MLMs, or multi-level marketing, was always something I was vaguely aware of yet didn’t think much about. Growing up in the UK, I knew a few people who sold Avon cosmetics, but they were mostly students simply trying to earn a little extra pocket money. Today, after witnessing the rise of the MLM movement online and its inevitable backlash, I’ve begun to realise just how harmful these simple student jobs really are, especially for women.
What is multi-level marketing?
Multi-level marketing, also known as direct marketing, is the practice of selling a product or service not by traditional means in a shop but directly through an independent vendor. On the surface there doesn’t seem to be anything wrong with this — the company gets to sell products, the vendors earn a little commission from their sales, and consumers get the products they want. This is probably why MLMs are insanely popular, particularly in their homeland USA where over 20 million people are involved in one — That’s about 1 in 16 people in the entire USA — and the industry is worth $36.12 billion every year. So, they must be doing something right, right?
To women, this type of job seems highly attractive. They can live the dream of managing a successful company while still spending plenty of time with their children and having free time of their own. They can take their kids to Disneyworld, help other women live healthier or look better, and embody the image of the successful businesswoman. It’s everything that feminists have ever wanted.
The truth about MLMs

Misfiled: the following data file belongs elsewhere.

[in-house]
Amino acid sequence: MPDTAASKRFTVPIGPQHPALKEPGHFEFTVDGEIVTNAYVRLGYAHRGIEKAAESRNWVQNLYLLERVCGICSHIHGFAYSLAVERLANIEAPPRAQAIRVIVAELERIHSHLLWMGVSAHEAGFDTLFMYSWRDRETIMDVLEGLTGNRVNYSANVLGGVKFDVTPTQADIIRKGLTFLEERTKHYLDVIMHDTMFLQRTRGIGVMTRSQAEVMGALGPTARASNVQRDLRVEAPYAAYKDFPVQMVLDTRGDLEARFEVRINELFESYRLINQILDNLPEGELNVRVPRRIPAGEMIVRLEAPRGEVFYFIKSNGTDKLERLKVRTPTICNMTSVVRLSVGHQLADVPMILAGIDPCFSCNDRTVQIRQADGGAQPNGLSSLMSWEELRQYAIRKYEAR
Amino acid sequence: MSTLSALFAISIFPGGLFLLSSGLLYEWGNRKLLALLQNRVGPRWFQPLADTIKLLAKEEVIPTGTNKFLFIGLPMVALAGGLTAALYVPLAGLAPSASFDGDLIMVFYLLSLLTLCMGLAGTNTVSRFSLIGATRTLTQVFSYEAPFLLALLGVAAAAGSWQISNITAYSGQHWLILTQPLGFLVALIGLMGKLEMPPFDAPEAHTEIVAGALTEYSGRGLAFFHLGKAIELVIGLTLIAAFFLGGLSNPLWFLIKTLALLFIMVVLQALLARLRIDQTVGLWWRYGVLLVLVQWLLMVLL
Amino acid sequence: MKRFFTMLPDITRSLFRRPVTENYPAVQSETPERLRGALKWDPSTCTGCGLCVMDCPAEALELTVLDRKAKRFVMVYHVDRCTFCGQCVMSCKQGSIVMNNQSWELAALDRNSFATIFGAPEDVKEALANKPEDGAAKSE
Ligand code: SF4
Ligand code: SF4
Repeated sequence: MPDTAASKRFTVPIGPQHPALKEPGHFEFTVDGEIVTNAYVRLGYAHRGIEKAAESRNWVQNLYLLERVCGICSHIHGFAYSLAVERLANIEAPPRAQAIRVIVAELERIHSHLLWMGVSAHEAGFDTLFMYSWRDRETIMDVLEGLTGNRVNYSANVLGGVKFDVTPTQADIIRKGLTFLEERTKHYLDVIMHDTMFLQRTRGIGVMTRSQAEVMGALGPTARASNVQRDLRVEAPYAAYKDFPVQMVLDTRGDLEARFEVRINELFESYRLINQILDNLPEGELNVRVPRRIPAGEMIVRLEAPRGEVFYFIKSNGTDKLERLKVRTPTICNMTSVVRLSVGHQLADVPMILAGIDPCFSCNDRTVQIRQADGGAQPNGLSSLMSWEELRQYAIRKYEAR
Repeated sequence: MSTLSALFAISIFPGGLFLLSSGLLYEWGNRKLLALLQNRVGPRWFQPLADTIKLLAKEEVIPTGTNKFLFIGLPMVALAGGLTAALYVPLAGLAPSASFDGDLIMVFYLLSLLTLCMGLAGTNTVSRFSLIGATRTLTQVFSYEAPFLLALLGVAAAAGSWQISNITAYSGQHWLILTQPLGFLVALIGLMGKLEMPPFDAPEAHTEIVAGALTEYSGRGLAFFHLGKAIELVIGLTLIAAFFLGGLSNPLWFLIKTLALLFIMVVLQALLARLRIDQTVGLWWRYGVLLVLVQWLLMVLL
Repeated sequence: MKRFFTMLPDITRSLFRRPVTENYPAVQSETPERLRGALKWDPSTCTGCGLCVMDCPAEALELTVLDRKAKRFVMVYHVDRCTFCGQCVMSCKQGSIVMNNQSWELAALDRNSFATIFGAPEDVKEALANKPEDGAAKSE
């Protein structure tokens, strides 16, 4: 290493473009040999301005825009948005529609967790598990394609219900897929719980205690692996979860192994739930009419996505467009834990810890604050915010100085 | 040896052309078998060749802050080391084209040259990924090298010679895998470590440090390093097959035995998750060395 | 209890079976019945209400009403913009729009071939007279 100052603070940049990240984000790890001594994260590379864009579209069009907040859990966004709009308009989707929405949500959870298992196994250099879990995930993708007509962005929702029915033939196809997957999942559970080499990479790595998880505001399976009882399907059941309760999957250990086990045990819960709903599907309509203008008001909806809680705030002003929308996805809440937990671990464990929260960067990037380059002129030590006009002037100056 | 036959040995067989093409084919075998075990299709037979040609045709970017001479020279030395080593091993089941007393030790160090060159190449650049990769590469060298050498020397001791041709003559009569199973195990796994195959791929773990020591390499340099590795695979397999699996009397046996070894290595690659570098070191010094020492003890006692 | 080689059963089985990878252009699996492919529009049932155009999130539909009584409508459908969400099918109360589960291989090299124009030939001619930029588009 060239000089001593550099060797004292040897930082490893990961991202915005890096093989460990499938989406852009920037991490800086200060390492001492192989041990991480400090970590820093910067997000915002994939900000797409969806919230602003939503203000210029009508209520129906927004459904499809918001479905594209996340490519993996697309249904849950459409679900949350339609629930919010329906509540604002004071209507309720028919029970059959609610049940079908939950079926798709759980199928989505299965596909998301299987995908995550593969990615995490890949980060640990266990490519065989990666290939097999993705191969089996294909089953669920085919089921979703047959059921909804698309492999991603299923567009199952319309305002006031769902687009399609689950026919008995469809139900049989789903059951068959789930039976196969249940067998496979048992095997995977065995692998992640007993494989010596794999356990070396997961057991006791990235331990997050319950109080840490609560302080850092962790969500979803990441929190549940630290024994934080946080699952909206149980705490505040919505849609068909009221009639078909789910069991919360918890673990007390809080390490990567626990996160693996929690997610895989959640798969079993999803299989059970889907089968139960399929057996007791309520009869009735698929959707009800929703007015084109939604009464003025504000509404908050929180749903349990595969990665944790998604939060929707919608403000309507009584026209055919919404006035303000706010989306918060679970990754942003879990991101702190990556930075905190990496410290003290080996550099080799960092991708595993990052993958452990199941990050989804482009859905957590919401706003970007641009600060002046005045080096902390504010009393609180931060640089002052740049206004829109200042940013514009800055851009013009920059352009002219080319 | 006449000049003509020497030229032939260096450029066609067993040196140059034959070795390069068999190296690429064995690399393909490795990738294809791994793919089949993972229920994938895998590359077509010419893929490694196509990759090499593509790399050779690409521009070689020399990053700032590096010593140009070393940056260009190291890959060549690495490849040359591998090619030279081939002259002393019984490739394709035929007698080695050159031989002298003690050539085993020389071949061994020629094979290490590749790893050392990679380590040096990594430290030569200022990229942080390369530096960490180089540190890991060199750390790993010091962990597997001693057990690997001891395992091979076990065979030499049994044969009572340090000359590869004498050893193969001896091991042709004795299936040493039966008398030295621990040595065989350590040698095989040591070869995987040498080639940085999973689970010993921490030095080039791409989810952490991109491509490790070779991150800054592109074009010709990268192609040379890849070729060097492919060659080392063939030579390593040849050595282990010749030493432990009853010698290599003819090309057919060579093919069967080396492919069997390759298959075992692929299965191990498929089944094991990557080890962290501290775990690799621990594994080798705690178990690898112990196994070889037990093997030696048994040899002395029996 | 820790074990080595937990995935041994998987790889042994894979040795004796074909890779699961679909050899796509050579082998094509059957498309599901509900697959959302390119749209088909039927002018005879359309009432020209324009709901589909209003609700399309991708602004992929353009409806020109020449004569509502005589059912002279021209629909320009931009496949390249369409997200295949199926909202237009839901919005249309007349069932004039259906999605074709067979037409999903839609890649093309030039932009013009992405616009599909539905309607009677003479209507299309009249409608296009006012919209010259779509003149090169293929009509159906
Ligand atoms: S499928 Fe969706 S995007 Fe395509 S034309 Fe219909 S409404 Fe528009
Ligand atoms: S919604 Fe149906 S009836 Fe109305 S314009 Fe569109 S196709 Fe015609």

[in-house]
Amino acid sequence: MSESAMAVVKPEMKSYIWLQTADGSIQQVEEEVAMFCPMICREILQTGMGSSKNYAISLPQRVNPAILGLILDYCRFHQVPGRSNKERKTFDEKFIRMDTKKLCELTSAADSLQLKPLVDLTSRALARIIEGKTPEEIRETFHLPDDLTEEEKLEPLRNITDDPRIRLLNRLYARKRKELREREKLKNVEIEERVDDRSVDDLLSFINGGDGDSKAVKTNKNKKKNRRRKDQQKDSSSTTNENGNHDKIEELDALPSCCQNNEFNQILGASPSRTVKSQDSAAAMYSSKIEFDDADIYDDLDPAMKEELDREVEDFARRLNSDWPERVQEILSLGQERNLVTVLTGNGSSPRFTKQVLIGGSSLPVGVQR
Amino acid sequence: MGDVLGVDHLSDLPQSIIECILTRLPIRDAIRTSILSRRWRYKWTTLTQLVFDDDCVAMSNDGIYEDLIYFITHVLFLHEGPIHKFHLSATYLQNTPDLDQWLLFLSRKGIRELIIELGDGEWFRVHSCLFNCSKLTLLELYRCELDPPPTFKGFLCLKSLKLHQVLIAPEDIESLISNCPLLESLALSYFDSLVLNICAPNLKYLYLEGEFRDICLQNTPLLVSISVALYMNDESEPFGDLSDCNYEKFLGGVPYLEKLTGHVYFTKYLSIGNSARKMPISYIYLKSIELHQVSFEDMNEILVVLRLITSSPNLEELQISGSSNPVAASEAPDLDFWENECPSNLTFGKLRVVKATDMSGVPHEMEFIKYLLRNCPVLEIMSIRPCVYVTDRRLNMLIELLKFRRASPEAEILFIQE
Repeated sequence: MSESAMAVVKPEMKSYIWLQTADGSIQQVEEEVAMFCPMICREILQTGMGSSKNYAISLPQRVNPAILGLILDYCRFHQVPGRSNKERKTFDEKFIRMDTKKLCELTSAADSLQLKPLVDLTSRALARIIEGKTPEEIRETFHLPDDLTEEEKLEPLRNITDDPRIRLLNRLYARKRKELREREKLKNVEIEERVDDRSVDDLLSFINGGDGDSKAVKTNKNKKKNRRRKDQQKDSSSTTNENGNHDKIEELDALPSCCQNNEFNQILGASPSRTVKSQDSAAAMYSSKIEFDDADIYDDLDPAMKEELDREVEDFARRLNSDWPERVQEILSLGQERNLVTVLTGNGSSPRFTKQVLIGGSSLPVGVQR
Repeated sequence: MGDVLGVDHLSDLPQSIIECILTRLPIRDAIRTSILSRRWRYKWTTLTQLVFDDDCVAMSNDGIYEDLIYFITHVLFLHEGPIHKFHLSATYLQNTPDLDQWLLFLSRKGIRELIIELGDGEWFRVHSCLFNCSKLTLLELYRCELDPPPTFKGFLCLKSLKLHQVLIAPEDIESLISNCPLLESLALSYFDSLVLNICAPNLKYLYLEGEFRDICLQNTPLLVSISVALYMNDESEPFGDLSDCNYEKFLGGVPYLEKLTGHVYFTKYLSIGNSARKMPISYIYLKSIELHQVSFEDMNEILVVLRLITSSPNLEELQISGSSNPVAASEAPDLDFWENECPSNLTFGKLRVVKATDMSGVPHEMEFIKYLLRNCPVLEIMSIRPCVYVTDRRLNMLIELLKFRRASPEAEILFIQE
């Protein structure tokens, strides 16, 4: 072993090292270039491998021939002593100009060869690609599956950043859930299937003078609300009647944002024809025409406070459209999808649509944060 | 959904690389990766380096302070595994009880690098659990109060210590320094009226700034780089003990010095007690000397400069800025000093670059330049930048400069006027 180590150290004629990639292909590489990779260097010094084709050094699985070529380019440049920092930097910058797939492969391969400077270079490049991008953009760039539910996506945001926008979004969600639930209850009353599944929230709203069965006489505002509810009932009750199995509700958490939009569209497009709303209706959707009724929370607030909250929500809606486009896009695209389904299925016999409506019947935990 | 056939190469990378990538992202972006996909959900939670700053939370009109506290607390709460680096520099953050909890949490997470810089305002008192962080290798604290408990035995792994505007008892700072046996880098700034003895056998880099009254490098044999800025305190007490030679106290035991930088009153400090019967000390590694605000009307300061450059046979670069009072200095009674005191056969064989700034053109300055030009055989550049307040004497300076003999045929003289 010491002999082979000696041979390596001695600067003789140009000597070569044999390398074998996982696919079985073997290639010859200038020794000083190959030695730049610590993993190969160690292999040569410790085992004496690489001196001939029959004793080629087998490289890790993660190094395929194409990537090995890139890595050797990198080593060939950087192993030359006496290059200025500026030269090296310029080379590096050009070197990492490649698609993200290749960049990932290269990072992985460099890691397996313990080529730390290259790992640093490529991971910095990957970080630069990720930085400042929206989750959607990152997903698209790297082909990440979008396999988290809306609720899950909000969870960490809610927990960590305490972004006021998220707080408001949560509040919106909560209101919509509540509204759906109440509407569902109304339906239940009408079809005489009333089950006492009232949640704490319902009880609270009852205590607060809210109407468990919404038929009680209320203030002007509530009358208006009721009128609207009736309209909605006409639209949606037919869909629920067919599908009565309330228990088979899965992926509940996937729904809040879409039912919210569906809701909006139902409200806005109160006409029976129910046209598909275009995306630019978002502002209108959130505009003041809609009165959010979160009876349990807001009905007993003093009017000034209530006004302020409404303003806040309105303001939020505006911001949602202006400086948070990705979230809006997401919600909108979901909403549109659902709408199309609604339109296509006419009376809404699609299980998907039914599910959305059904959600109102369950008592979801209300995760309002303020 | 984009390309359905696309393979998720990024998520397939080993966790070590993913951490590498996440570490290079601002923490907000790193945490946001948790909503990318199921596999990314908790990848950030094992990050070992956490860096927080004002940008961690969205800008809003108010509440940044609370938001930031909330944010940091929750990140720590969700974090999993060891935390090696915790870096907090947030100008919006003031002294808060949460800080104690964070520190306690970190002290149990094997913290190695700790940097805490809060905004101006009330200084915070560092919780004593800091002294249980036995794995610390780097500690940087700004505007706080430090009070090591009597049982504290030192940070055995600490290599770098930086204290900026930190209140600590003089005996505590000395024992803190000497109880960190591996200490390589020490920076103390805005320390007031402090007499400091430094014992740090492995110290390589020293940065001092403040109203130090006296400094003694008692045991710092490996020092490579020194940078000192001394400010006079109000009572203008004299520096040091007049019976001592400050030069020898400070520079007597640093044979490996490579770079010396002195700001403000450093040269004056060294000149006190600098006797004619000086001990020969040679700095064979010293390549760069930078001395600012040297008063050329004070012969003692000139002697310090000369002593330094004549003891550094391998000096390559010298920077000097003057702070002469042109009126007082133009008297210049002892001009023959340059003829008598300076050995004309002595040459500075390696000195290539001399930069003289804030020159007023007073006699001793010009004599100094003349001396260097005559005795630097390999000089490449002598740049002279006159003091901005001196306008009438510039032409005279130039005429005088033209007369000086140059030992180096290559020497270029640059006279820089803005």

The truth is far darker and more depressing. While some people still join MLMs only to pay for their textbooks or as a side hustle, more and more are hoping to gain a full-time income from it, and even hope to turn their little business into an ‘empire’.
Oversaturated markets, overpriced products, and shady sales tactics mean that the majority of direct sellers lose money — nearly 99 percent of them in fact. Statistically, you are more likely to profit from gambling in Las Vegas.
For those involved with MLM companies, selling the product only makes up a small percentage of their profits. The majority comes from recruiting other people into an ‘upline’ and encouraging them to sell products on their behalf. The dream life described above is used as the selling point to convince more people to sign up.
In case you’re wondering if that sounds like a pyramid scheme, that’s because it is. That 36 billion a year isn’t helping independent businesses or supporting families like sellers claim. It is going straight into the pockets of the rich company owners, the majority of which are male.
What does this mean for women?
While MLM companies will target any vulnerable people, such as students, the poor, undocumented immigrants, or the uneducated, their primary targets are still women, mostly new or single mothers worried about childcare costs or military wives who can’t find jobs on military bases. While there does seem to be an MLM for everything from books to financial services, most of the more prominent MLMs are for traditionally feminine products or those which are marketed mostly towards women such as clothing, cosmetics, or makeup.
Technically there’s nothing wrong with women selling products for other women. Even I do it to some extent by writing romance novels. The trouble is that it implies that women can only make money by selling ‘girly’ things like face cream and bath bombs, or that these are the only products that women will purchase. It doesn’t take into account that some women like traditionally feminine things and others don’t, while most like myself are somewhere in the middle.
The Boss Babe life